The CSU sued for declaratory judgment and requested a declaration that it had no obligation or obligation to defend or indemnify Best Way with respect to Blodgett’s negligence claim. CSU also requested a summary judgment, claiming that Best Way did not receive a formal written agreement from the subcontractor and thus did not meet the conditions for coverage set out in the exemption provision. The CSU argued that the claims against Best Way, by law, were excluded from coverage by the unambiguous terms of that exclusion clause. The district court upheld CSU’s request for a summary judgment.
Blodgett does not deny that Best Way failed to meet the coverage requirements set out in the policy exemption. However, Blodgett argued that the exclusion clause does not preclude coverage in this case. Blodgett argued that, based on the simple meaning of its terms, the exclusion clause does not apply to negligent acts that occurred before the date the insurance came into force. He therefore claims that, since the subcontractor built the stairs in 2012 – about four years before the insurance came into force – the exemption provision does not apply in this case.
An event insurance, such as the one issued by the CSU, covers all claims based on an event that occurred during the insurance period. Here it is undisputed that the CSU policy is an event policy, which included “bodily injury” or “property damage” that “occurs[red] during the insurance period. “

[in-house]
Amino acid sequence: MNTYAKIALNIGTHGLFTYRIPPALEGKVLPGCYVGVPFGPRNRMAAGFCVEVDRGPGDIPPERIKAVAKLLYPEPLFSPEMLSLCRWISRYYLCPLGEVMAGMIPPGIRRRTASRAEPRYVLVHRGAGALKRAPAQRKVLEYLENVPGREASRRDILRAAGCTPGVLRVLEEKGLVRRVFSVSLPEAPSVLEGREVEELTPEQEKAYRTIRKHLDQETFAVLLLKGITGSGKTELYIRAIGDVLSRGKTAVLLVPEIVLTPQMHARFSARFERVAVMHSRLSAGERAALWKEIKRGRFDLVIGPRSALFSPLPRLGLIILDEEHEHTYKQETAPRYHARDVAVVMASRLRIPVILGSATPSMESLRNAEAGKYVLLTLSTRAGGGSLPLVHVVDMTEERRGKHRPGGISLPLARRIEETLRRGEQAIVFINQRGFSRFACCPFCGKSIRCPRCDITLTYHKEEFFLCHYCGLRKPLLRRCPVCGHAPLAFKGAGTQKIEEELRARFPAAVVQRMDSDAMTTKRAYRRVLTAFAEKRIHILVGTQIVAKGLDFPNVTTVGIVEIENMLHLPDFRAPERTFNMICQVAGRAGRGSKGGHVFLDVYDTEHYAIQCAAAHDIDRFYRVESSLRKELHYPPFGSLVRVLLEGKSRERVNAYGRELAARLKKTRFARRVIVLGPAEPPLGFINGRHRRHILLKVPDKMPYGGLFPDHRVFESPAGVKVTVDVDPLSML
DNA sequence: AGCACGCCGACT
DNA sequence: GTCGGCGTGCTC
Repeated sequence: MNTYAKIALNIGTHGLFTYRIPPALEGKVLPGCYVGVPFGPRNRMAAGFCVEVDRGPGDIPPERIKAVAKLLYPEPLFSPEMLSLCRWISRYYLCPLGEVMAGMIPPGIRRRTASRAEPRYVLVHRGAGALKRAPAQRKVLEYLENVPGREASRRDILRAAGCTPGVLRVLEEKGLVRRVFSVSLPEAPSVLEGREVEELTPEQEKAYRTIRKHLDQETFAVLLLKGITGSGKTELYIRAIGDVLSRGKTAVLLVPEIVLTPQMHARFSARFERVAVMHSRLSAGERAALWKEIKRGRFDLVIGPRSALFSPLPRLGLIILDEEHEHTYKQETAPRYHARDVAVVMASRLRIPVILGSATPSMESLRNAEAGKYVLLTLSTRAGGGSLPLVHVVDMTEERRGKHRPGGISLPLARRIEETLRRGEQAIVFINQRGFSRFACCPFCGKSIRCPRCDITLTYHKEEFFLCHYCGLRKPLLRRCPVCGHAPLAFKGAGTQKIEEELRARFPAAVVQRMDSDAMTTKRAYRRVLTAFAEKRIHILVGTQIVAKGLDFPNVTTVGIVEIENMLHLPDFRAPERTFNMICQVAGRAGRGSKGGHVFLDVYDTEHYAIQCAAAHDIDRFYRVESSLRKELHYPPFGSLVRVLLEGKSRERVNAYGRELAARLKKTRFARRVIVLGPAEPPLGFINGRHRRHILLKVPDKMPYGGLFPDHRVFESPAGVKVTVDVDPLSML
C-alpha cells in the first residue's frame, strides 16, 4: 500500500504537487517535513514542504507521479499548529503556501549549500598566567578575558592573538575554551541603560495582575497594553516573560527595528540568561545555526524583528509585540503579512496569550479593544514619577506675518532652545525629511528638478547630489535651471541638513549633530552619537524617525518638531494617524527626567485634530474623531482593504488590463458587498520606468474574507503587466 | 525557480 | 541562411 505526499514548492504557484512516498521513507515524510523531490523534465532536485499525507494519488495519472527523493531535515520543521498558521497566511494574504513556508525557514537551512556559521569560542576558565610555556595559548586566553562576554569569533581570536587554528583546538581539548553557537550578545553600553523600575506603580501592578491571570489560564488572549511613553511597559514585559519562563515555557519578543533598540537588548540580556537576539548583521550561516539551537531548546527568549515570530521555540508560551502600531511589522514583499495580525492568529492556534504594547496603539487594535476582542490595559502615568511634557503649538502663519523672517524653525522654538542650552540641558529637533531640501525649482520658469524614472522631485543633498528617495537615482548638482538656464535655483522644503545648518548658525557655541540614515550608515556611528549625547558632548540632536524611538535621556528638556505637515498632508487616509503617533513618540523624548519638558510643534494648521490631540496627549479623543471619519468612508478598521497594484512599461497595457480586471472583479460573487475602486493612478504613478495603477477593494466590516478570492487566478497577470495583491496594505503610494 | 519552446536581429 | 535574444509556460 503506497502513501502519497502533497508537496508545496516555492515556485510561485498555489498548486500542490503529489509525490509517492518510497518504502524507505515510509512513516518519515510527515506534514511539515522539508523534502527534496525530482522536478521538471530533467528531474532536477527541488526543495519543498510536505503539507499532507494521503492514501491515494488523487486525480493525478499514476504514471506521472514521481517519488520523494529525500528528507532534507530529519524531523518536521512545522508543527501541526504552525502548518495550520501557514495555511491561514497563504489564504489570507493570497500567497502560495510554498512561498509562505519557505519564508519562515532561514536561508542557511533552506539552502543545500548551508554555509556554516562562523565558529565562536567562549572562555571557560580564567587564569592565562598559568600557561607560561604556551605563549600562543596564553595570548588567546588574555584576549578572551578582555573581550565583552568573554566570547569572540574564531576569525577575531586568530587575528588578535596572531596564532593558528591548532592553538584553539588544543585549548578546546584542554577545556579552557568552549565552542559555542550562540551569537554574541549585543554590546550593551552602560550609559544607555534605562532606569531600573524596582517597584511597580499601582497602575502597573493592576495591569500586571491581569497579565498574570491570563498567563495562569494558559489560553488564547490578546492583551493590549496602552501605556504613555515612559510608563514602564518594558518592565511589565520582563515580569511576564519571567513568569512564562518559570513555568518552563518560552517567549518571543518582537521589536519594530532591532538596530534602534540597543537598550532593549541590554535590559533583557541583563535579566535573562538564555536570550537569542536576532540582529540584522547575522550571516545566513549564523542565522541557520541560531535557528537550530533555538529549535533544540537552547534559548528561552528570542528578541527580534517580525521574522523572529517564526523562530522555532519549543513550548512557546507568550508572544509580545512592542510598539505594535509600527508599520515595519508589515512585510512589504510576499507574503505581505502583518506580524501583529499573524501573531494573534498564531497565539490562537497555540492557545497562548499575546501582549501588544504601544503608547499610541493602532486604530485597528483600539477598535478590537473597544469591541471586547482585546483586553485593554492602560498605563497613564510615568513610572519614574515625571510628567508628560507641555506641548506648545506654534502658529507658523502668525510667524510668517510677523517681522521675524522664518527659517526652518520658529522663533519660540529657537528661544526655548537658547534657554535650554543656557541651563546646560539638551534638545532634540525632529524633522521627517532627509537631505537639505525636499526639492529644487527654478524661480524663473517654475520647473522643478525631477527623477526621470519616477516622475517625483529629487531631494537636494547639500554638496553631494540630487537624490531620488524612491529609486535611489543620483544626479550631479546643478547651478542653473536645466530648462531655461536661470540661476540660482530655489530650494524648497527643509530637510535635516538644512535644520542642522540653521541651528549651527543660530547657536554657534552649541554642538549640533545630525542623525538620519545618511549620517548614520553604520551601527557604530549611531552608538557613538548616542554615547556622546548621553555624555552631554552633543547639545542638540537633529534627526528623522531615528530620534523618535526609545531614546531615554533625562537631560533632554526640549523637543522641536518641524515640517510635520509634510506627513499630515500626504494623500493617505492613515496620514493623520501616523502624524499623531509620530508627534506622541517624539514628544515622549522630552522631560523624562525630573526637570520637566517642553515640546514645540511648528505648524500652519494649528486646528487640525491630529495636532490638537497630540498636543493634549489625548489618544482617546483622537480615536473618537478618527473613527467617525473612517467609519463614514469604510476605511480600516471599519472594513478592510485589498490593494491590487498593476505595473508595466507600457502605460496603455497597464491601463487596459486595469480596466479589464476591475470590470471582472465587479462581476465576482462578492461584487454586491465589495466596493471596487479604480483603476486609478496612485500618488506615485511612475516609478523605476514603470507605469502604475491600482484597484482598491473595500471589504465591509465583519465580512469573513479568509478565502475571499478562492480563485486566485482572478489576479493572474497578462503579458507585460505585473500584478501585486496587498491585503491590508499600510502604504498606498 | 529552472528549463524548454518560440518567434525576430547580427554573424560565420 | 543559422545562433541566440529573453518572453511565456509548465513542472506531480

IN Cincinnati Specialty U / W Ins. v. Milionis Const.352 F.Supp.3d 1049, 1055 & n.5 (ED Wash. 2018) USDC, interpreted an identical exclusionary provision and concluded that it required the insured to meet “three express, unambiguous conditions” and noted that the provision was ” only subject to a reasonable interpretation ”and therefore enforced the exclusion.
The Supreme Court interpreted the current language of the exemption provision as meaning that it did not imply “no time reference” and that it simply meant that the CSU must have met the conditions for coverage in order for coverage to apply to the claim. The fact that the precedent terms use the present does not mean that the exemption provision is limited to damages as a result of the subcontractor’s work performed during the insurance’s coverage period. Rather, it only states that the insured must meet the precedent conditions at the time when it seeks coverage in order for the insurance to cover the damages. Therefore, when considered in an appropriate context, no reasonable person in the position of the insured could have interpreted the precedent conditions of the exemption provision as a temporal reference.